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**Cumin Production and Trade**
– India is the largest producer of cumin, accounting for about 70% of global production in the 2020–2021 fiscal year.
– Major cumin-producing countries include Syria, Turkey, UAE, and Iran.
Cumin cultivation requires a long, hot summer of three to four months.
– The Mediterranean climate is most suitable for cumin’s growth.
Cumin is grown from seeds and requires fertile, sandy, loamy soils with good drainage.

**Cumin Health Benefits**
Cumin seeds have antibacterial properties due to their essential oil content.
– The essential oils and fatty acids in cumin seeds provide health benefits.
Cumin seeds are rich in B vitamins, vitamin E, iron, magnesium, and manganese.
– Traditional medicinal uses of cumin include powdered forms for various ailments.
– No scientific evidence supports cumin seeds as a drug or medicine.

**Cumin in Culinary and Culture**
Cumin seeds are widely used as a spice for flavor and aroma in various cuisines.
Cumin has a significant cultural history, being used in ancient civilizations like Egypt, Greece, and India.
– Traditional cultivation practices of cumin involve sowing from October to early December in India.
Cumin is essential in dishes like chili powder, curry blends, and traditional Indian mixtures.
Cumin’s importance in ancient cultures and trade routes is notable.

**Cumin Plant and Growth**
Cumin is an annual herbaceous plant with specific growth requirements.
– Cultivation of cumin requires a long, hot summer of three to four months.
Cumin plants are grown from seeds and prefer fertile, sandy, loamy soils with good drainage.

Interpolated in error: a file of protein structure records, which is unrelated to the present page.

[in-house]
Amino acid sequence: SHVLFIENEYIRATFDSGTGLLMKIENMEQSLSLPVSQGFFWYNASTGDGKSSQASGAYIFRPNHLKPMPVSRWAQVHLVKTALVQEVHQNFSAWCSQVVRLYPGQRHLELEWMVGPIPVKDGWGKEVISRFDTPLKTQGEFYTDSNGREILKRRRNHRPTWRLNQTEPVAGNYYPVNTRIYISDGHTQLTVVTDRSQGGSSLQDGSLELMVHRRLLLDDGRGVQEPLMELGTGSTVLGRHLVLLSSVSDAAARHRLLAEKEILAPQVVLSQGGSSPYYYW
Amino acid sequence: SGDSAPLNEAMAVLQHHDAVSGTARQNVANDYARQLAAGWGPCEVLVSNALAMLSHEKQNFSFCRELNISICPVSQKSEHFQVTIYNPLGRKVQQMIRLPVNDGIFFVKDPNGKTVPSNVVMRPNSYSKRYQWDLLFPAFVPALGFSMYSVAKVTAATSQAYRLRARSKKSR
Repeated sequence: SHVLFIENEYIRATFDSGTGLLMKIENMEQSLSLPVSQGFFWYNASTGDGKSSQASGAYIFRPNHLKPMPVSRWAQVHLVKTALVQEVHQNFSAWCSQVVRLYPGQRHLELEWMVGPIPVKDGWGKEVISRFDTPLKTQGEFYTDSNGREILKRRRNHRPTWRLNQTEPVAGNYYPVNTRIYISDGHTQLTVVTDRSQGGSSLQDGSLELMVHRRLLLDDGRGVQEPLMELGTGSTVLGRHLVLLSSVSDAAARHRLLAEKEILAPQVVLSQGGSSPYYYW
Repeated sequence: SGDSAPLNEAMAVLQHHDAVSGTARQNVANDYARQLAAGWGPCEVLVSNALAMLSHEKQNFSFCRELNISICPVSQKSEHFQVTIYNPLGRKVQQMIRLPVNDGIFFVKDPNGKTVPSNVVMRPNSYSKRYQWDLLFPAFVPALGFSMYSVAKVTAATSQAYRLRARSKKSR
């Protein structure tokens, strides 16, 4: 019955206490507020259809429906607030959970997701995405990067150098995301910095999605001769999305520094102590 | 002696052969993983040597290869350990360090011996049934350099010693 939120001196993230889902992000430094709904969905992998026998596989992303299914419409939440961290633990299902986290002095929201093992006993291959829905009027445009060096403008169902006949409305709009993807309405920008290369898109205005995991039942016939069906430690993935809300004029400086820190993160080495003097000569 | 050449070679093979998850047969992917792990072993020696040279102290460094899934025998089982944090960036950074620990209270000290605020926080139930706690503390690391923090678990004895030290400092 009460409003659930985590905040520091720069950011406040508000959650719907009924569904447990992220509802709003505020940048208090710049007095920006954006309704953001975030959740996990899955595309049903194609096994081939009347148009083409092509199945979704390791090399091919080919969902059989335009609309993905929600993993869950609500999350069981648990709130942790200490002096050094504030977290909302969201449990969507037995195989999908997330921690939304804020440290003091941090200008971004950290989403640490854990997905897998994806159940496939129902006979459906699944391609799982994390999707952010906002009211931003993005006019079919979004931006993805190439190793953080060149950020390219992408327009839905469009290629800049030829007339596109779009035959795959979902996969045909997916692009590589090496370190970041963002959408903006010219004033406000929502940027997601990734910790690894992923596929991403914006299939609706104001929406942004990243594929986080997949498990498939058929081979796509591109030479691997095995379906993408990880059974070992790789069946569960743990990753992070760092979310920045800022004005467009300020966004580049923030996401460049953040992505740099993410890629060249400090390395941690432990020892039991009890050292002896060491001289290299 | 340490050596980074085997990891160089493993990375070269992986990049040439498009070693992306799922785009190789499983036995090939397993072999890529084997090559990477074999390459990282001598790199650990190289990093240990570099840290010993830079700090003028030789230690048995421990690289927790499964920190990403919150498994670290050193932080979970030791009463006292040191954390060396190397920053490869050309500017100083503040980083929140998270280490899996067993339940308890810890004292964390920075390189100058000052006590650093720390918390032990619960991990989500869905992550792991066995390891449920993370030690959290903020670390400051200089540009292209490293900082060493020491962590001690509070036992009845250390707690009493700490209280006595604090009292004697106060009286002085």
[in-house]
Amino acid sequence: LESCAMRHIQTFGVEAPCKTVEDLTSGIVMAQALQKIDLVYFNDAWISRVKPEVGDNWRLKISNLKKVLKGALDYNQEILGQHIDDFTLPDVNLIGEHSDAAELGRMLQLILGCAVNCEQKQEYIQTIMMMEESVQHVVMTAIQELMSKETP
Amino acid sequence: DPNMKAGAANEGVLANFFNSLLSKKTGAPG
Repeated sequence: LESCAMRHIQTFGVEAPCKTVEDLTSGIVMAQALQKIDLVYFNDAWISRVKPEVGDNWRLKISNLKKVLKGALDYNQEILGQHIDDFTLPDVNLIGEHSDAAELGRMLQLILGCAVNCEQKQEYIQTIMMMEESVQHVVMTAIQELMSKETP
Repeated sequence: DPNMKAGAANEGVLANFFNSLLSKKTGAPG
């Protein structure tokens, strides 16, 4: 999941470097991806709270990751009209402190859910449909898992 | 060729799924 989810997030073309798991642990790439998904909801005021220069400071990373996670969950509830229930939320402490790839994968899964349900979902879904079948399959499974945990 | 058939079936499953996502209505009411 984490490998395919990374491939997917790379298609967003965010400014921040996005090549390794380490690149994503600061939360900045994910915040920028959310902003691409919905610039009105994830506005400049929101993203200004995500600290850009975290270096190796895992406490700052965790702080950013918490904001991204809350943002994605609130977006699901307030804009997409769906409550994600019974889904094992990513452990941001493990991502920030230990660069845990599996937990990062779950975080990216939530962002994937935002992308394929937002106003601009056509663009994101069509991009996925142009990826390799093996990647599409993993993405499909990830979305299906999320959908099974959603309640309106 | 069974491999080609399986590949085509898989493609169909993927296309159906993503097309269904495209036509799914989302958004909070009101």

– Varieties of cumin plants are developed through breeding methods like sib mating and biotechnology.
Cumin plants have 14 chromosomes and are bred to improve resistance to various stresses.

**Research and Analysis on Cumin**
– Studies have been conducted on salt tolerance and biochemical changes in cumin seeds.
– The United States Department of Agriculture has analyzed cumin seeds for various purposes.
– Research focuses on the essential oil analysis of cumin for its various applications.
– Methods for efficient regeneration of cumin plantlets have been developed.
– Gas chromatography-mass spectrometry is used for detailed analysis of cumin essential oil components.

Cumin (Wikipedia)

Cumin (/ˈkʌmɪn/, /ˈkjuːmɪn/; US also /ˈkmɪn/; Cuminum cyminum) is a flowering plant in the family Apiaceae, native to the Irano-Turanian Region. Its seeds – each one contained within a fruit, which is dried – are used in the cuisines of many cultures in both whole and ground form. Although cumin is used in traditional medicine, there is no high-quality evidence that it is safe or effective as a therapeutic agent.

Scientific classification Edit this classification
Kingdom: Plantae
Clade: Tracheophytes
Clade: Angiosperms
Clade: Eudicots
Clade: Asterids
Order: Apiales
Family: Apiaceae
Genus: Cuminum
C. cyminum
Binomial name
Cuminum cyminum
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